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I'm looking for a generic algorithm to calculate a red/cyan anaglyph starting from the original image and its black/white depth map, as in this example?

That algorithm is used, for example, in Photoshop but I can't find a readable explanation to reproduce it.

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This paper might be helpful. It focuses on outdoor/landscapes scenes. The following is an excerpt from the paper's abstract:

This paper presents a new unsupervised technique aimed to generate stereoscopic views estimating depth information from a single input image. Using a single input image, vanishing points/lines are extracted using a few heuristics to generate an approximated depth map. The depth map is then used to generate stereo pairs.

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Welcome to Stack Exchange! Could you provide a bit more than just a link? What page the algorithm and it's explanation are on? The PDF also seems quite heavy (so not accessible for every visiting user) and there is no guarantee that it will be available in the near future. – Tom Wijsman Dec 15 '11 at 20:54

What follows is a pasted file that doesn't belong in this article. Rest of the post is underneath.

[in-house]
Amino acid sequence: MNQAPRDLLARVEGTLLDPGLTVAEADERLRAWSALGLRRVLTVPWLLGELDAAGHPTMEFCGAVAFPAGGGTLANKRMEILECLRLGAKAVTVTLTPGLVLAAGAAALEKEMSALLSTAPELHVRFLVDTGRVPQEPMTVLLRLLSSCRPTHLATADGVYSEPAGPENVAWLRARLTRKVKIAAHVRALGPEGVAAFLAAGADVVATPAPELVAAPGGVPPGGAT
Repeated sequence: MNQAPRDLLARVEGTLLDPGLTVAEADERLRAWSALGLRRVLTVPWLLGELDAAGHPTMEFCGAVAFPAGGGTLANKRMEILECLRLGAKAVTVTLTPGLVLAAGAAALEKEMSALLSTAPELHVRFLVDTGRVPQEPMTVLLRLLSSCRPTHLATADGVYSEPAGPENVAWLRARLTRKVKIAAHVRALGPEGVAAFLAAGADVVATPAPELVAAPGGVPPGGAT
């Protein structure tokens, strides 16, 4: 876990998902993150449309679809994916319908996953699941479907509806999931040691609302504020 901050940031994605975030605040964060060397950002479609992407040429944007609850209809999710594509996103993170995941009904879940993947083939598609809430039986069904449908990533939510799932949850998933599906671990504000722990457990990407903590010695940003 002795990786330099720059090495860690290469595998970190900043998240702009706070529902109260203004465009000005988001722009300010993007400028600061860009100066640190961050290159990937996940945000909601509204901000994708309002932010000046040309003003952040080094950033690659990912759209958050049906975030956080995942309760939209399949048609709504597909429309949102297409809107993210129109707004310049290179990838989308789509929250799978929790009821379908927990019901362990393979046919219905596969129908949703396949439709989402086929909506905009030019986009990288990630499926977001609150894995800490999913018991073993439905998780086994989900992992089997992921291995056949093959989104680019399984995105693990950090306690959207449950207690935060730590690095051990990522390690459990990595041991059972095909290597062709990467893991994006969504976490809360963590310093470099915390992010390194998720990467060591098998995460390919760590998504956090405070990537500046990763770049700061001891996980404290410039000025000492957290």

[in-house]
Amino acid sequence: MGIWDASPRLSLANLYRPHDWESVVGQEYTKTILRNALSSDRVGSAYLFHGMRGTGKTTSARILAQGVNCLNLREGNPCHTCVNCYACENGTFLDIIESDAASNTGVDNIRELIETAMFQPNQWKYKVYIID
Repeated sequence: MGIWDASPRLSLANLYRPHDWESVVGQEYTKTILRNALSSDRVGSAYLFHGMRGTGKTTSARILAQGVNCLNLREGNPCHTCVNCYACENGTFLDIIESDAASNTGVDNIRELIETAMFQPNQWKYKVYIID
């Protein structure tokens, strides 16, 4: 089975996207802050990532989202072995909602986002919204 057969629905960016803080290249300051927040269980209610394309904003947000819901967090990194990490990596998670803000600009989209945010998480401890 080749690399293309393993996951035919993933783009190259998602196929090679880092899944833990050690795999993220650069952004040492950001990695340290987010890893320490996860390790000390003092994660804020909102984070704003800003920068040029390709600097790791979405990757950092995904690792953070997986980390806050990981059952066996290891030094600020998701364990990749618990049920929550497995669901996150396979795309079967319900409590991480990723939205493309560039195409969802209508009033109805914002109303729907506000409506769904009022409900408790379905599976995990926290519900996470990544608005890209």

Admittedly I don't know a lot about the subject but decided to give google a try. The paper I found seemed to come pretty close to an answer, so sharing it seemed like a good idea – Dario Hamidi Dec 15 '11 at 21:15

Here's an explanation of the Photoshop gag:

Basically they're using the displace filter to shove only the red channel or the blue+green channels of an image left or right. The heightmap just attenuates the distance that you displace each pixel. I believe the displace filter interpolates the inbetween values, i.e. if the pixel at (10,0) was displaced to the left by 3 pixels, and pixel (11,0) was displaced to the left by only 1, then the two pixels in between the target pixels would be interpolated from the two original values at 66% and 33%.

That interpolation effectively is covering for missing data: if you really had two viewpoints of your scene, then these pixels would represent information hidden in the single view. I can imagine an upgrade to the method outlined above, where reconstruction algorithms similar to Photoshop's content aware fill could take a better stab at filling in the missing information.

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